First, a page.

What happens when an underachieving school receives a $500,000 grant to develop an arts program? At a time when budget cuts are eliminating art teachers, schools like Savoy Elementary School in Southeast, DC have fulfilled the mission of a small, pilot initiative of the Obama administration: Turnaround Arts. Yes, in one short year, this underachieving school has become a whole new story.
It's not news that literacy and art are connected. There are studies that prove this. But you don't need an investment from the government do a small step in this direction. For the cost of a wonderful children's book you can open children's eyes to possibilities of art and improve their literacy skills at the same time.
The Mad Potter: George E. Ohr, Eccentric Genius is the latest book by the award-winning team of Jan Greenberg and Sandra Jordan. It tells the story of an American original, a rebellious Mississippi kid, born right before the Civil War, who ran away from home at age fourteen. After knocking about with many odd jobs, in his early twenties he took a job in a pottery factory, owned by a boyhood friend, in New Orleans. He fell in love with the potter's wheel and subsequently, over the rest of his life, reinvented pottery as an art form. His story is riveting and his work is exquisite. But the subtext of this book cannot be ignored: art saved this person. It's something that kids can relate to.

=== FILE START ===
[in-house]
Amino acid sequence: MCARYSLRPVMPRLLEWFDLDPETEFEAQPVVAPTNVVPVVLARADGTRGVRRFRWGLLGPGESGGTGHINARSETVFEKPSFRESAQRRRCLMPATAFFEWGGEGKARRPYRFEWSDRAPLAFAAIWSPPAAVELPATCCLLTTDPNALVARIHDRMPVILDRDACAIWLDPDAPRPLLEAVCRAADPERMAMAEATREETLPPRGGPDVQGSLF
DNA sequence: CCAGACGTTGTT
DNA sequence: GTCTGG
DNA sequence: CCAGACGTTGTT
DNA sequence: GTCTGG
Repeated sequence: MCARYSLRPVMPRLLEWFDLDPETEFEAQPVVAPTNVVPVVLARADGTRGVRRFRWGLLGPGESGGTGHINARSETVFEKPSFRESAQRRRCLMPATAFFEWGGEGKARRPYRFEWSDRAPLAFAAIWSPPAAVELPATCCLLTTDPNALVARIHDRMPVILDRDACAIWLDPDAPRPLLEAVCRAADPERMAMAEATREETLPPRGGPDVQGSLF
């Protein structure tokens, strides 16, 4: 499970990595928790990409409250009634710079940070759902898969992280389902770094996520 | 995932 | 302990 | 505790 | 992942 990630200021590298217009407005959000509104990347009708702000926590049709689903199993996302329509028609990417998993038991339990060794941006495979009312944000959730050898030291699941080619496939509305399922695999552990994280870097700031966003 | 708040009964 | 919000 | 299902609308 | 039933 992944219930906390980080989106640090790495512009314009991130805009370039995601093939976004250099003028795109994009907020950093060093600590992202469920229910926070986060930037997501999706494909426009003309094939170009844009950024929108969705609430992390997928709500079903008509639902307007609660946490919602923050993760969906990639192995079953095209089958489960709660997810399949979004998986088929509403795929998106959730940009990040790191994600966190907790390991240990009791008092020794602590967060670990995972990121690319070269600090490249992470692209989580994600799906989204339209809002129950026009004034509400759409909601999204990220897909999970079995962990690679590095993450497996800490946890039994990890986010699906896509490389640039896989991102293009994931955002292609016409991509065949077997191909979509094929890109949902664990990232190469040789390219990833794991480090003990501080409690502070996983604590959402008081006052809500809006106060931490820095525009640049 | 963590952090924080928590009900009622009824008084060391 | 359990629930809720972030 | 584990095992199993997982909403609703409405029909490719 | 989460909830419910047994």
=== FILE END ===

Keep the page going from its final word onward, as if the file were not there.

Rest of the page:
It seems that no child is too young to manipulate clay, homemade play dough, even mashed potatoes. Yet the possibilities that art opens up are quickly truncated in schools that focus on academic skills and standardized testing. Every good teacher knows that the secret to learning is motivation that can be provided by an inspiring story and an opportunity for self-expression. Pottery + reading can open a door. This is exactly the kind of book that the CCSS want children to read.
And for many an adult, myself included, who love juried craft shows and marvel at the magnificent ceramic pottery on display, George E. Ohr is the father of this art form. Who knew? Jan Greenberg and Sandra Jordan show that the potter, himself, knew he was ahead of his time. Today, his work is celebrated in the Ohr-O'Keefe Museum in Biloxi, MS, his home town.
For a more detailed review of The Mad Potter: George E. Ohr, Eccentric Genius you can read the School Library Journal's starred review here: